About this event

  • Date and time Thu 17 Dec 2020 from 7:00pm to 8:45pm
  • Location Online
  • Organised by Anaesthesia

In the fourth and final episode of the fascinating When things go wrong - doctors in the dock series, experts highlight the harsh reality of increasing litigation fees and expenses in the NHS. When the equivalent of ¾ of the annual budget of a healthcare system has to be reserved for litigation compensation, something, somewhere is wrong. This webinar will explore how can we deal with the rising tide of litigation in the NHS? And how can we get it right?

What have we learned from the way doctors have been dealt with over the last years? How can we do better for patients? How can we achieve trust and fair retribution? How have the Regulators changed clinical practice? What has the future to offer or to tell us?

All will be discussed and examined.  

Free to attend and CPD accredited. 

Webinar topics include:

  • How we can protect ourselves as healthcare professionals, at the same time setting the highest possible clinical standards, in a challenging environment
  • How to implement the latest guidance by Regulators
  • We analyse what can be done to advance clinical quality and safety in the right direction, with renewed trust between doctors and patients, whilst understanding the challenging environment we work in
  • Where does the law stand with regards to medical errors in a challenging healthcare system?
  • What can we do to reduce the crippling cost of litigation in the NHS, in a fair and just system and culture?

The Anaesthesia Section would like to thank our Series Sponsors The MDU, The Medical and Dental Defence Union of Scotland, The Medical Protection Society and Slater and Gordon for their valued support of the entire series. We would also like to thank Bevan Brittan and EIDO Healthcare for their sponsorship of this webinar. Please note that the scientific programme and content has not been influenced in any way by the sponsors.

This webinar is part of the When things go wrong - doctors in the dock series. The series will consist of 4 free webinars and examines all aspects of 'when things go wrong' from medical insurers to witnesses and finally, how do we deal with the rising tide of litigation in the NHS and still advance clinical quality and safety. This series is appropriate for all healthcare professionals to attend.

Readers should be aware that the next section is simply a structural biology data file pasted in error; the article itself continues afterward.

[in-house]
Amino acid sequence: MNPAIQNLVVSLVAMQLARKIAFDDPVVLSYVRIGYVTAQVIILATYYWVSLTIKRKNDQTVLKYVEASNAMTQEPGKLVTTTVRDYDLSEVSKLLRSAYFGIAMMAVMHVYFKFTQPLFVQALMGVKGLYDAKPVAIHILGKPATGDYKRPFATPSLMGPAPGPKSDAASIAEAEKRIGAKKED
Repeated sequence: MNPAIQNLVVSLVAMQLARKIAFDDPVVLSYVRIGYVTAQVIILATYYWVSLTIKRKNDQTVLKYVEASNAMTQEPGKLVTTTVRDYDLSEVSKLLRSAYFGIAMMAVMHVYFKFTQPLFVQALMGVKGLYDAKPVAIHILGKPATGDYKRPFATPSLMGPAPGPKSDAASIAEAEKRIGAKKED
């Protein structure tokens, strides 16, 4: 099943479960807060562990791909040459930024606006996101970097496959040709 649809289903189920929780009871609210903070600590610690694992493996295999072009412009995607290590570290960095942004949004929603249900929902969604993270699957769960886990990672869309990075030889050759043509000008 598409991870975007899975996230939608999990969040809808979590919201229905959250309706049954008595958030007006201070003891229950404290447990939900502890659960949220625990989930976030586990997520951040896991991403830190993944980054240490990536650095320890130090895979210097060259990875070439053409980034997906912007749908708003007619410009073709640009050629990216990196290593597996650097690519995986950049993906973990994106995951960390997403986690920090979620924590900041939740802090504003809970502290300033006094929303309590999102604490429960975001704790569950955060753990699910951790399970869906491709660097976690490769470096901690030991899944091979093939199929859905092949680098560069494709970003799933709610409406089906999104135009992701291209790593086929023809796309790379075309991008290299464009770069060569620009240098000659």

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Key speakers

David Sellu

Mr David Sellu FRCS

Author of Did he save lives – A Surgeon’s Story, and Consultant Colorectal Surgeon

Speaker's biography

David Sellu was a Surgeon with a distinguished record extending over 40 years. In February 2010, David operated on a patient with a perforated bowel. Despite David’s efforts, the patient died two days later. David was understandably devastated at the death of his patient.


There followed a sequence of extraordinary events that led to David being tried at the Old Bailey and convicted of Gross Negligence Manslaughter. He served 15 months in prison and was eventually released on licence until the remainder of the two-and-a-half year sentence expired.


Friends and colleagues up and down the country, as well as David’s former patients, were appalled at what happened and the situation turning into a criminal case with one individual, the surgeon, being singled out to take blame for the whole chain of uncontrollable events.


With Dr Jenny Vaughan leading the campaign, he won an appeal against his conviction and is now a free man. But the extensive reputational and emotional damage had already been done.


The thousands of lives David had saved over his 40 year unblemished career as a General and Cancer Surgeon are testimony to his skills. The shock waves caused by the conviction of a Senior Surgeon with a previously distinguished career have led more members of the medical profession to practise defensive medicine. This means that patients who are considered high risk (especially when it comes to operations) may not get the choices they deserve. This could have a huge impact on patient care in the future as our population ages and their health needs become more complex.

Dr Oliver Quick

Dr Oliver Quick

Reader in Law and Co-Director of the Centre for Health, Law and Society, University of Bristol, UK

Speaker's biography

Dr Quick's monograph Patient Safety: The End of Professional Dominance? (Cambridge University Press, 2017) was shortlisted for the St Petersburg International Legal Forum Book Prize.